an analysis first worked out by Goethe, in terms of chemical affinities, the precursor to free energy, in 1796 (see: Goethe timeline), the principles of which he latter had to defend himself against, to a rouge women in the street, stating that the principles were in fact "true" no matter who wants to raise objection (see: best book). In short, the bondings of humans to each other in relationships, friendships, marriages, companies, corporations, cities, countries, etc., and hence the economic variables (secondary field particle exchange force quantities) used to mediate these process (reactions), are "completely" determined by the energy and entropy of the individual interactions, and hence the search for the more complete solution and formulaic presentation and or derivation of this solution is not necessarily the path of fools, but rather the path towards a deeper understanding of reality, but one blocked, to a certain extent, by the language of partial differential equations, a language very difficult in comprehension, but more importantly difficult to translate into common English explanation.

EPD geniuses
The Dual-Laureate Similarities section from American electrochemical engineer Libb Thims’ 2005 IoHT profile page, where he lists Nicolaus Copernicus, Isaac Newton, Charles Darwin, James Maxwell, Willard Gibbs, Friedrich Nietzsche, Edger Allan Poe, Lucille Ball, James Dean, JFK, Marilyn Monroe, Madonna, and Julia Roberts, as examples. [7]
Dual Nobel Prize winners
Among individual to have one two Nobel Prizes, as depicted adjacent, namely Marie Curie, Linus Pauling, John Bardeen, and Frederick Sanger, 75 percent, i.e. three out of four, have been the product of an early parental death childhood.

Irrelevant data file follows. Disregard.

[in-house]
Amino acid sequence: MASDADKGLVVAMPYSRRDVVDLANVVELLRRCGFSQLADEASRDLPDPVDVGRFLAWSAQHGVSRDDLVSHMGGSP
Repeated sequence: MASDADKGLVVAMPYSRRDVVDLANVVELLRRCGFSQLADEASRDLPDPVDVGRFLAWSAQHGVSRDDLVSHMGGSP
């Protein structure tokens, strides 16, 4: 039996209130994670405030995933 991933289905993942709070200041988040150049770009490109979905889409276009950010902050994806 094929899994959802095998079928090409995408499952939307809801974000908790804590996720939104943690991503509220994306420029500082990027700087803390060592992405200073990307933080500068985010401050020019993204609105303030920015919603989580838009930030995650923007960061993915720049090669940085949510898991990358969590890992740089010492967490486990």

Prigogine
In Belgian chemist Ilya Prigogine’s 1977 Nobel Lecture “Time, Structure and Fluctuations”, he opens to an argument to the effect that “free energy”, specifically the Helmholtz free energy, does not explain or apply to people and societies: [3]

“Thermodynamic equilibrium may be characterized by the minimum of the Helmholtz free energy defined usually by: F = E – TS. Are most types of ‘organisations’ around us of this nature? It is enough to ask such a question to see that the answer is negative. Obviously in a town, in a living system, we have a quite different type of functional order. To obtain a thermodynamic theory for this type of structure we have to show that that non-equilibrium may be a source of order. Irreversible processes may lead to a new type of dynamic states of matter which I have called ‘dissipative structures’.”

Prigogine, of course, was hiding his long-standing agenda, which was to find indeterminism in deterministic thermodynamics to explain the human condition, having been inspired by the creative evolution ideas of Henri Bergson.

See also
Nobel Prize winners in thermodynamics
Prigogine medal
Thermodynamics medal (proposal) - Hmolpedia: Discussion.

References
1. Alfred Nobel – NobelPrize.org.
2. Samuelson, Paul. (1970). “Maximum Principles in Analytical Economics”, Nobel Prize Lecture, Dec 11.
3. Prigogine, Ilya. (1977). “Time, Structure and Fluctuations”, Nobel Lecture, Dec. 08.

External links
Nobel Prize – Wikipedia.
Nobel Prize – NobelPrize.org.